With autumn approaching, many entrepreneurs and other professionals with school-age children face a double dose of challenges. Back to school brings break-neck fall schedules packed with events and extracurricular activities that demand parents’ time. And as kids adjust to the new norm, adults must play catch up professionally as they take stock of the business responsibilities they may have put on the back burner during the summer.
Below are some tips to help you and your family survive and thrive while working through the transition.
Back to Business
1. Time to Focus
If you’re an entrepreneur, you may have let some business maintenance and compliance deadlines slip past you. It’s time to get back on track before you face fines or penalties!
Here’s a quick checklist to get you back on track:
- Renew business licenses
- File for S Corporation status
- Establish a foreign qualification if you’ve expanded to another state
- Register for payroll taxes if you have employees working in other states
- Renew trademarks
- Have a board meeting and create meeting minutes
- Check to see if you have nexus in other states (which means you need to pay sales taxes in those states) and register for sales and use tax
2. Set Limits
It’s always “fun” when you’re in a business Zoom meeting and your kids yell out, “What’s for dinner?!” in the background. Most clients understand and won’t hold it against you. Still, it’s a good idea to let your kids know the hours you plan on working, when you can and can’t be disturbed, and how to use their “inside voices” when you are on a work call.
Keep your workday focused on business by making school lunches the night before and preparing the kids’ school supplies in advance. That way, you won’t have to haggle with them during work hours. Also, consider creating a “no-fly-zone” where family and pets are not allowed nearby during business hours.
3. Schedule Work Around School, if Possible
If COVID-19 variants or other illnesses force schools to shift back to virtual mode, find out exactly when your child needs to be online. Then, schedule your important meetings and big projects during those times so that you can accomplish work while your child is engaged in learning. Also, get up earlier and go to bed later than your kids to get work done. That can pay off in a big way by making the midday hours less stressful.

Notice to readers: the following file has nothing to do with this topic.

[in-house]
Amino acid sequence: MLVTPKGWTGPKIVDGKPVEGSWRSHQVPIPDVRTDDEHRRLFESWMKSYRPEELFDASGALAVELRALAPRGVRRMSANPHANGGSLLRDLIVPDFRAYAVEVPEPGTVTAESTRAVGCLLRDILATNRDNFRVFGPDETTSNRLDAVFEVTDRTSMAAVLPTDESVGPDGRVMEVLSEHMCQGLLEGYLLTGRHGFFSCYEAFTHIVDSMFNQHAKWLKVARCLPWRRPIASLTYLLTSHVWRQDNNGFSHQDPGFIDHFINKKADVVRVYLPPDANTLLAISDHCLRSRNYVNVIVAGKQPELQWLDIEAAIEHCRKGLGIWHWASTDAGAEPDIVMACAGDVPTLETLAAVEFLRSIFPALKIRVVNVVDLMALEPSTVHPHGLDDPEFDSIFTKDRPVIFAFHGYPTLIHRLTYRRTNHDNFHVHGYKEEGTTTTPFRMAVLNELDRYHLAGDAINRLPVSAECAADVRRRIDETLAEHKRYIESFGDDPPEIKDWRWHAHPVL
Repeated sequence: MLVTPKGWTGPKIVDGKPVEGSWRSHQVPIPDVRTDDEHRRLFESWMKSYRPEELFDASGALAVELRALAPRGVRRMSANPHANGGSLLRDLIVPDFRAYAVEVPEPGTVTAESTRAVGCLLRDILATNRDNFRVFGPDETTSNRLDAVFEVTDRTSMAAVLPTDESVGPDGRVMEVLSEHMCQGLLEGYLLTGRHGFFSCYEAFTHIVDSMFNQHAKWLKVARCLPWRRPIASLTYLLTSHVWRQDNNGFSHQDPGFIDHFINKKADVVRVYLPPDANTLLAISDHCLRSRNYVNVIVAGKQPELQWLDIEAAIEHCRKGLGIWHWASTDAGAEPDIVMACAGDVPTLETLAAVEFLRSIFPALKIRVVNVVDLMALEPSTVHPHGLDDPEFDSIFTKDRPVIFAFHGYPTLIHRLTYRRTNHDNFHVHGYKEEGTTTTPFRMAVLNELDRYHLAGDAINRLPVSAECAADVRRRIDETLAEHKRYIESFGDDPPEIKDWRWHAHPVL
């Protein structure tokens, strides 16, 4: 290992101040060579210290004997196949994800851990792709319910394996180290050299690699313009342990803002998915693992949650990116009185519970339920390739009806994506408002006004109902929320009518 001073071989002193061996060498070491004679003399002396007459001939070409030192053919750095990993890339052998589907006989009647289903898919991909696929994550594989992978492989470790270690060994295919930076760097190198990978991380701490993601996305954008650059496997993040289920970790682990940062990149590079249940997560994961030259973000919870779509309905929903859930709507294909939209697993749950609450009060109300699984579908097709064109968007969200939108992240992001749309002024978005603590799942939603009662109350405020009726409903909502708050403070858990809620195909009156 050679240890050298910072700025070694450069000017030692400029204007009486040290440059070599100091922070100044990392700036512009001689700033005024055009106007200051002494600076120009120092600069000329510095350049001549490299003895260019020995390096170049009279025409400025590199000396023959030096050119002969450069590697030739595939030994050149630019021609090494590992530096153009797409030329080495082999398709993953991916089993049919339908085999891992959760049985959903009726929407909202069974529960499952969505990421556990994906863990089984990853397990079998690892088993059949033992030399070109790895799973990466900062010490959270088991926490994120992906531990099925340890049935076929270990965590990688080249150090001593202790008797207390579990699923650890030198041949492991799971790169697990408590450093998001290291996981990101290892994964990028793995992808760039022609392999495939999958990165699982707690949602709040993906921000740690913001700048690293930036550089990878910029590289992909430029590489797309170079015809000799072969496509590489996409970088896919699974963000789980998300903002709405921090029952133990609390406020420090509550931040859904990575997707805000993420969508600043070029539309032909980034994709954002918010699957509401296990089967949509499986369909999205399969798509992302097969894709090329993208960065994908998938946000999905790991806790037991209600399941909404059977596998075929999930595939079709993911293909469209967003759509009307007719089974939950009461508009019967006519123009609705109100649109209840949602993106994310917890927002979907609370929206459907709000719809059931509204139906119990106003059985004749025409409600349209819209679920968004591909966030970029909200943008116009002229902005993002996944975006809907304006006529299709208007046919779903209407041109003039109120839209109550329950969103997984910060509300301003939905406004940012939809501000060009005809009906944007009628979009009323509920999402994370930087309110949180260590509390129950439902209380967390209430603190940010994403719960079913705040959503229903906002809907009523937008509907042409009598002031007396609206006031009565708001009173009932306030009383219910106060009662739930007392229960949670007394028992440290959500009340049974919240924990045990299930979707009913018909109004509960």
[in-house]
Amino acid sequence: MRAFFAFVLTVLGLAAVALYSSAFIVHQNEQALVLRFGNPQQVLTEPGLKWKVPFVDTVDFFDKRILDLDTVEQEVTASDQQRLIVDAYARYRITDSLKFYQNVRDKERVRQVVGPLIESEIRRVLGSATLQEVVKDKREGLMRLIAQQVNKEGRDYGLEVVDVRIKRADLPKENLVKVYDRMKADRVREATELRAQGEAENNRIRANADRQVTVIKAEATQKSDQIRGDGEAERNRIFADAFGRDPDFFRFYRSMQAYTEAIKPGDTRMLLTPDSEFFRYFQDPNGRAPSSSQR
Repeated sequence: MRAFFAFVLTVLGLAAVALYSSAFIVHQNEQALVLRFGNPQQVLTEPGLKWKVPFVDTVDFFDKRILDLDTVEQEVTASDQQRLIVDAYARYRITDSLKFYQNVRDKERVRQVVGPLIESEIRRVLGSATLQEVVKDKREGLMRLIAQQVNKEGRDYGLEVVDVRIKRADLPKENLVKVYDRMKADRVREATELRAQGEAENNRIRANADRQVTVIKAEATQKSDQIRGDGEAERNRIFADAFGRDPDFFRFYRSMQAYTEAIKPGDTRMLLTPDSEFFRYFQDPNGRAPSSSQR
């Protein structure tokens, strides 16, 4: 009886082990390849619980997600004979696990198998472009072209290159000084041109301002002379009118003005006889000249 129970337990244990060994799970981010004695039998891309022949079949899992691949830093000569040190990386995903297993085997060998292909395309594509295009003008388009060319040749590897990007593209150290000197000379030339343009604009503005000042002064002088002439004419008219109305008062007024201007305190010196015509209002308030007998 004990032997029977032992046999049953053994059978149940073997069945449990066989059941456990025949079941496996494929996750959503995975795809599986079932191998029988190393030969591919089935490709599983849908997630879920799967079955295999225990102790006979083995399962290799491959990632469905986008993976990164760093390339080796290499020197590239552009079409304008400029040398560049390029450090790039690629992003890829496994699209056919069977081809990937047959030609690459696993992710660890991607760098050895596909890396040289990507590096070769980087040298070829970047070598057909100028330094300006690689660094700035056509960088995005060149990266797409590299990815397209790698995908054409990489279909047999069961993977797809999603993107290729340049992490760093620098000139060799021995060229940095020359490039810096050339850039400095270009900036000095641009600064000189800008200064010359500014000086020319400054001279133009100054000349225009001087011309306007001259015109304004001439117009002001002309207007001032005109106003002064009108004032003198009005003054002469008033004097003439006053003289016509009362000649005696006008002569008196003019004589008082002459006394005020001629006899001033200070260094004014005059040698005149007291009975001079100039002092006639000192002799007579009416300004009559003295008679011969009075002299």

Back to School
1. Reach Out to Teachers
Keep an open line of communication with teachers. If your school shifts back to an online or hybrid approach, let each teacher know you’ll be running your business while your child is learning. Inform them you want to be notified immediately if they think your child is not participating or if there are any issues you should know about. Teachers want parents who are involved in their student’s learning experience. Teaching and learning online is still a relatively new experience for everyone, so we need to work together.
2. Set Up Learning Pods
Reach out to the other parents in your children’s classes and see if you can set up socially distanced homework clubs to allow kids to get out of the house if learning goes remote again. That will enable them to be with their friends while still focusing on schoolwork. Parents can switch houses so that everyone gets some time alone to work or relax. Consider hiring a tutor to help the kids with their homework. Or find programs to engage them in other activities or projects they otherwise may not have an opportunity to explore while at home.
3. Break Up the Day
Kids at school get breaks between classes, so if remote learning goes into effect again, it’s good to plan for this at home, too. Use a timer to track how much time your kids spend “in class” and when they can take a break. Try to maintain as regular a schedule as possible, as if they were at school. Have them get up and get dressed first thing in the morning and be there to help with homework at night.
Communicate and Compromise!
Don’t worry if things don’t run perfectly as you continue to work through the uncertainties of these times. The key is to communicate and compromise with everyone involved — kids, life partners, employees, teachers, vendors, and customers. We’re all in this together!
Need help getting your company back to business? We’re here to help!